On April 15, Superintendent Sanford Prince said the district is planning to reopen schools in the fall under current assumptions about Maine Department of Education and CDC guidelines, including a three-foot distancing requirement between all students.
Because each school building is unique, an individualized approach using school-based teams will begin in May, Prince said. Groups will include school staff members such as teachers, nurses and administration as well as school board members and parents. A survey for parents regarding the groups went out on April 13.
It will be a challenge to accommodate all students in their classrooms with enough spacing in between students and staff while adhering to ever-changing state guidelines, said Todd Jepson, facilities director. However, he said he’s confident his staff will be able to reconfigure space so that students can return full-time in the fall.
“The whole spacing demands from the DOE have been a bit of a moving target,” Jepson said.
Jepson has looked at town-owned and commercial properties for schools to use as extra space if needed, he said. The maximum classroom size for students, depending on room size and materials needed, is between 16 and 19 students.
Currently, no extra spaces is needed, Prince said.
Rearranging space in school cafeterias, where students are required to have six feet of distance between one another, will be one of the staff’s biggest challenges, as well as cleaning up after students in between lunches, Jepson said. Custodial staff will be able to manage this, he said, including in school buildings where the cafeteria is used as the gymnasium.
Twelve extra staff members will be needed in the kindergarten through eighth grade level to allow for returning to school full-time. These positions are not included in the FY-22 budget proposal, Diane Nadeau, assistant superintendent, said, so the district will look at other funding options available.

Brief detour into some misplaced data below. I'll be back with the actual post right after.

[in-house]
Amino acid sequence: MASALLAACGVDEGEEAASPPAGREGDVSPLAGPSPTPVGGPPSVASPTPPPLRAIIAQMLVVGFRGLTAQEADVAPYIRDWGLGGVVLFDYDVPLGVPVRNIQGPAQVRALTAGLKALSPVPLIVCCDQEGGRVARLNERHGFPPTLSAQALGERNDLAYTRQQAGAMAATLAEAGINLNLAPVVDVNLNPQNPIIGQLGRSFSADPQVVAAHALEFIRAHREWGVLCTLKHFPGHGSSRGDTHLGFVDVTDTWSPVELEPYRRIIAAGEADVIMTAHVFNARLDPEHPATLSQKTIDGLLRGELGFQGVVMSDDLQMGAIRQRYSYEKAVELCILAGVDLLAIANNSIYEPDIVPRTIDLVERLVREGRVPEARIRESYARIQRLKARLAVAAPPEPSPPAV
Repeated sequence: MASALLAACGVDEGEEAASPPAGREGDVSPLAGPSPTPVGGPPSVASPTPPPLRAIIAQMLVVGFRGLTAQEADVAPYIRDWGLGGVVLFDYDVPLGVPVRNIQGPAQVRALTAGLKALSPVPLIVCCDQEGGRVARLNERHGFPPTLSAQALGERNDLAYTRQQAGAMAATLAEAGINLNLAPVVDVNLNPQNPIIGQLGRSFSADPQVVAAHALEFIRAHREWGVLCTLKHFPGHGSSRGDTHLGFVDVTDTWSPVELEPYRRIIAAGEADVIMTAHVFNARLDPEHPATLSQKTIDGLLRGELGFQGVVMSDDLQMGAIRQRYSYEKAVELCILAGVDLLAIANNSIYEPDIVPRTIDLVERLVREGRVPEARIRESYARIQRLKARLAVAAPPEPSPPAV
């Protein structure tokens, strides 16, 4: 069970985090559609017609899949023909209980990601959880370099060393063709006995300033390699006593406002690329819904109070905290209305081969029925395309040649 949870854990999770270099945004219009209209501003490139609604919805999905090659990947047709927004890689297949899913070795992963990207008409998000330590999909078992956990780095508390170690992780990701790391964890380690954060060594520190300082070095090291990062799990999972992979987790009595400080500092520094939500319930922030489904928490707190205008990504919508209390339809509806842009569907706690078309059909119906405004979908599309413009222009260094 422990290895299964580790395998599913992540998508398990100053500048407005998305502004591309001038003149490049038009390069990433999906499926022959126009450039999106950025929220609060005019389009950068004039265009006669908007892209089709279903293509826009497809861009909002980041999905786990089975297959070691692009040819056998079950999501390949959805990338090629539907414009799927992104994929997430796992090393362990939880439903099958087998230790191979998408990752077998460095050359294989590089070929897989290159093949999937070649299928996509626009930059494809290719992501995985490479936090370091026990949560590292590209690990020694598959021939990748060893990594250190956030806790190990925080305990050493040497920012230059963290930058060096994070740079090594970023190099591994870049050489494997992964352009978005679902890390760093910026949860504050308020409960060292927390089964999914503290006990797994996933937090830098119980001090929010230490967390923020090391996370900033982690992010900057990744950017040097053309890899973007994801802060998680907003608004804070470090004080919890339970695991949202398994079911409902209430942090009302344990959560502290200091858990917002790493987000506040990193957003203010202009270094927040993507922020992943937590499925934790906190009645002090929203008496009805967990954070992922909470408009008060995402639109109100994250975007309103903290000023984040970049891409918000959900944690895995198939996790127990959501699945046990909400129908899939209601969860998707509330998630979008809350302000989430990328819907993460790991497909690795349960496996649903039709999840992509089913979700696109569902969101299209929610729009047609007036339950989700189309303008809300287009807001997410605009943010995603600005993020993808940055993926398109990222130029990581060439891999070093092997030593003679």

Prince said he is optimistic about students returning to classes full-time, five days a week, in September.
“I do appreciate people’s patience,” Prince said. “I know this has been a long haul, particularly for the parents. I put a letter out to the staff and explained to them that I hope they have a wonderful vacation. I know it has been a hard year.”
Nicholas Gill, board member, asked families to continue notifying school personnel and potential close-contacts in the event of receiving a positive COVID-19 test.
“Many families in our community have experienced multiple Covid-19 close contacts and/or infections over the past 13 months,” he said. “I can understand how that’s frightening and frustrating and stressful and disruptive all at the same time. I want to thank all of those families in being forthright and communicating with our schools so we can take steps to keep your children and our staff safer. But in the interest of full transparency I want to say that it’s come to light that some may have not been completely transparent and communicative in the ways I have just outlined … Our collective success as we endeavor to return to more in-person learning this year and next fall depends on you.”
The district now sends weekly newsletters out, and they are available at scarboroughschools.org/central-office/sps-district-communications, School Board Chair April Sither said.
The board will continue to update the public through the planning process of reopening schools, she said.
“By all means, if we have something to share, we will share it,” Sither said.